Moonalice, John Popper and Chan Kinchla, Spin Doctors, Dark Star Orchestra
Irving Plaza (Fillmore East)
New York, New York
May 27, 2008
On Tuesday, May 27, 2008 a concert was held at the Fillmore East (Irving Plaza) in honor of the greatest concert promoter of all time, Bill Graham. The entire night was a fundraiser for the Bill Graham Memorial Foundation, a charity created to give underprivileged persons grants in the arts. The lineup consisted of Moonalice, John Popper and Chan Kinchla, Spin Doctors, and the headliners, Dark Star Orchestra.
The first act to come on was Moonalice, an all-star band that’s flying under the radar. Most people have never heard of this band and it’s a shame. They have a great rock and roll sound yet jam out thanks to the help of G.E. Smith (former guitarist and band leader of the Saturday Night Live house band), Barry Sless, and Pete Sears. G.E. did some singing while Barry moved between playing an amazing pedal steel as well as a mean 6 string guitar. The highlight of this set was their closer, “Stella Blue.” It was very soft and melodic and put together nicely.
Up next to perform were John Popper and Chan Kinchla. Since only the two of them were announced, no one was really sure who was going to play with them. As it turns out, the answer was no one. They performed a wonderful acoustic set with Popper singing and wailing on the harmonica with enough energy to excite the entire floor. They drove through a short but sweet set that included classics such as “Hook” and “But Anyway,” which featured a great harp solo. It was very interesting to hear Blues Traveler’s material performed acoustically but the audience loved it so they obviously made the right decision.
The Spin Doctors have been around since the late 80’s and were always considered a fun band to see live. This night was no different. The amount of passion these guys played with was no surprise. Lead singer Chris Barron was full of energy, at moments kicking his leg up in the air so high he cleared the microphone stand.
Their two big hits, “Two Princes” and “Little Miss Can’t Be Wrong” really got the crowd excited, but they got their best response from the crowd with their cover of the Grateful Dead classic, “Ripple.” It appeared as though this was the first time the band had ever performed it live, as Barron kept looking down at a sheet of lyrics next to his set list to make sure he didn’t mess up. They got a a huge ovation after they had finished their set at around 11:15 pm. As good as the Spin Doctors were, 90% of the crowd came for one reason and one reason only, Dark Star Orchestra.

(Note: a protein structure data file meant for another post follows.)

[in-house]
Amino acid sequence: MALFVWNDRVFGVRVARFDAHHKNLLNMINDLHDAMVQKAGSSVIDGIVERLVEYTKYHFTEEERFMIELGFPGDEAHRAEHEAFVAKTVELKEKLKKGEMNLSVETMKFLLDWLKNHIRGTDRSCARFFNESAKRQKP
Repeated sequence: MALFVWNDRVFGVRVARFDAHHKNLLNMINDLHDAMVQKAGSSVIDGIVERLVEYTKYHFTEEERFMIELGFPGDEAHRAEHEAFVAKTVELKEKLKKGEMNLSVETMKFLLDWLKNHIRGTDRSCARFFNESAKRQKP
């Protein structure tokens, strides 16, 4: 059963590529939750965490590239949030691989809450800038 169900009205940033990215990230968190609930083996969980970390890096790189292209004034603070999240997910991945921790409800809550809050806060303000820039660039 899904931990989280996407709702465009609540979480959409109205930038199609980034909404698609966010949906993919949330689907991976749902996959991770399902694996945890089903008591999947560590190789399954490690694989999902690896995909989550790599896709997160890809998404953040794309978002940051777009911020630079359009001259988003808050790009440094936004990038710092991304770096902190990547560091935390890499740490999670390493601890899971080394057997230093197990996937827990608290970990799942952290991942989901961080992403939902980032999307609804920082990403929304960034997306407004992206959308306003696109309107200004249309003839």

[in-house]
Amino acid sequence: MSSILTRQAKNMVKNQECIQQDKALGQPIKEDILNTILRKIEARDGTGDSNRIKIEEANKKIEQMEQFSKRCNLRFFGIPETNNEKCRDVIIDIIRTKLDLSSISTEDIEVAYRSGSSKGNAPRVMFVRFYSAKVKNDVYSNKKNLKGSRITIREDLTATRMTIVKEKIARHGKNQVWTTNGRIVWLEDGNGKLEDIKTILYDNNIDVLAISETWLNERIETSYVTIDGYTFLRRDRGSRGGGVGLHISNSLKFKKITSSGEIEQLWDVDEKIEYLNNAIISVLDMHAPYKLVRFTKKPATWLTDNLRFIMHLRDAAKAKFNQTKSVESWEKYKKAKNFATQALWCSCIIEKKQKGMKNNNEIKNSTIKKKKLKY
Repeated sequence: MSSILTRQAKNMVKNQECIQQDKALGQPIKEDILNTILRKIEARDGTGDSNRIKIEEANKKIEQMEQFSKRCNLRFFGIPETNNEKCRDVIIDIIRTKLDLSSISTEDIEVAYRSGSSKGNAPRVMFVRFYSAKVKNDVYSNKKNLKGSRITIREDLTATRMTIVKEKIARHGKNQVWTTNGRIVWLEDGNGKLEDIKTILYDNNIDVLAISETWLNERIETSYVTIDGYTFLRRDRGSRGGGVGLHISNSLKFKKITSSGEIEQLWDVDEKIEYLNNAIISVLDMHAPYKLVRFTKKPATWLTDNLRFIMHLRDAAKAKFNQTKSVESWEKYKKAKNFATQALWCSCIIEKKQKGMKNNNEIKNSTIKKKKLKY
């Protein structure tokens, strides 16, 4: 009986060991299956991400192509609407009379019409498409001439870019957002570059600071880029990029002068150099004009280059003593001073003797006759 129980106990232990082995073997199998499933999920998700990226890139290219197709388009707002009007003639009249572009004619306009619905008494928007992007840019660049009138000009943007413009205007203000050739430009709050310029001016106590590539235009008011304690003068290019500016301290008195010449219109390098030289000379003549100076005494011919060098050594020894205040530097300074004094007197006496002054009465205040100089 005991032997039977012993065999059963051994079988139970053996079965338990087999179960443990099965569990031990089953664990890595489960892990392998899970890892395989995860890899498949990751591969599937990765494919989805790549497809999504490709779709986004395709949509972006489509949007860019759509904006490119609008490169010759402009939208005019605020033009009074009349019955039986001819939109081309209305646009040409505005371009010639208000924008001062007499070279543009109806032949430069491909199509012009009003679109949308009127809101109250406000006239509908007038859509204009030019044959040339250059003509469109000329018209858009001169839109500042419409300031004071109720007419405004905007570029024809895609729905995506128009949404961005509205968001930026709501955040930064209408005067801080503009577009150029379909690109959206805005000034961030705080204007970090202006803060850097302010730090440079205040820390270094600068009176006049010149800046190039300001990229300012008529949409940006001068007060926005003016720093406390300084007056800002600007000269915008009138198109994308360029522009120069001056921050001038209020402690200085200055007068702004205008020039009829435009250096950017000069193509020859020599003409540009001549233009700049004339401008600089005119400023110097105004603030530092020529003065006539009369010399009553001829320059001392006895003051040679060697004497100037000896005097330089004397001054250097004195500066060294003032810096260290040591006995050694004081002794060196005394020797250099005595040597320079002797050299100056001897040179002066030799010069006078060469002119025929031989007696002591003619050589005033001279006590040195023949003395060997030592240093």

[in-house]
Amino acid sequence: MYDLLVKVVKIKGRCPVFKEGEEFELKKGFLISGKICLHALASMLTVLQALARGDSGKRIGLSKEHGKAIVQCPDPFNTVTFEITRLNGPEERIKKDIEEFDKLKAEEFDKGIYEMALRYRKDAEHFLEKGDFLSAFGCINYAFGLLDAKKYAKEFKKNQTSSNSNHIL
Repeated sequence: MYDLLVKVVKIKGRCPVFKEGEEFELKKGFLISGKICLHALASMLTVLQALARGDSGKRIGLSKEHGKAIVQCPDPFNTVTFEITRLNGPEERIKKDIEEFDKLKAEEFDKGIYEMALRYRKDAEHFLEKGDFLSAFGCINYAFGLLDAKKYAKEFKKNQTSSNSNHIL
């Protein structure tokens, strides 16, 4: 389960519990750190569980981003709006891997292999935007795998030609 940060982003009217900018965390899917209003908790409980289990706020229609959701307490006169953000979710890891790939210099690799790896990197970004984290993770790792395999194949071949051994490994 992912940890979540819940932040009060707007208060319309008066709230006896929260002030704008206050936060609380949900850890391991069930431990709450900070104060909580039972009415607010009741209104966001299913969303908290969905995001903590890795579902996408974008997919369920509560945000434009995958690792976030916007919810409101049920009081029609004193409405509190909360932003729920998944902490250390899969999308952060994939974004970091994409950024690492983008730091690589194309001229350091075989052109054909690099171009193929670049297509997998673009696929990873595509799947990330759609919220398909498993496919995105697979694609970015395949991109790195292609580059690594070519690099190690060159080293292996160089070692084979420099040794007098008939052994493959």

For those not familiar with DSO, they are a Grateful Dead cover band and are considered the best of the best. They are famous for picking out a classic Dead show and playing it in it’s entirety, song for song, even going so far as to purposely miss notes just like the Dead had at that particular show. The band also includes original set lists (still all Dead songs) every once in a while to mix things up.
DSO came on stage and proceeded to play one of their original set lists. Dead favorites such as “Mr. Charlie” and “I Need a Miracle” got the crowd’s juices flowing early. They also played a great version of Wilson Pickett’s “Midnight Hour,” a song the Dead covered frequently.
A real treat was “Lazy River Road,” a song you can’t find on any studio album, one of those rare gems that was only played live, and it a deeply soulful ballad with a chorus that the entire crowd can sing to. True to form, DSO played the first few verses to “Dark Star,” the song from which the band got their name.
The tightest part of their set was without a doubt “Terrapin Station.” Lead guitarist and singer John Kadlecik is well known for sounding hauntingly like Jerry Garcia and here he did not disappoint. A tremendous jam followed that never let up, keeping the Fillmore rockin’ for over 15 min. Rob Eaton, who plays rhythm guitar and sings all of Bob Weir’s songs kicked into "Sugar Magnolia" quite literally, as he is well known not only for sounding like Bobby when he sings but for having the same mannerisms while playing the guitar. He really takes each song to that extra level, always looking like he’s having a great time onstage.
Overall the concert was a success. Each band sounded great and recruited some new fans as a direct result. Money from the tickets as well as a silent auction for a signed Grateful Dead poster was raised for the Bill Graham Memorial Foundation and his two sons were on hand to thank the audience before and after the show. It was a great night for music and charity and we can all hope that this was the first of many annual Bill Graham Memorial concerts.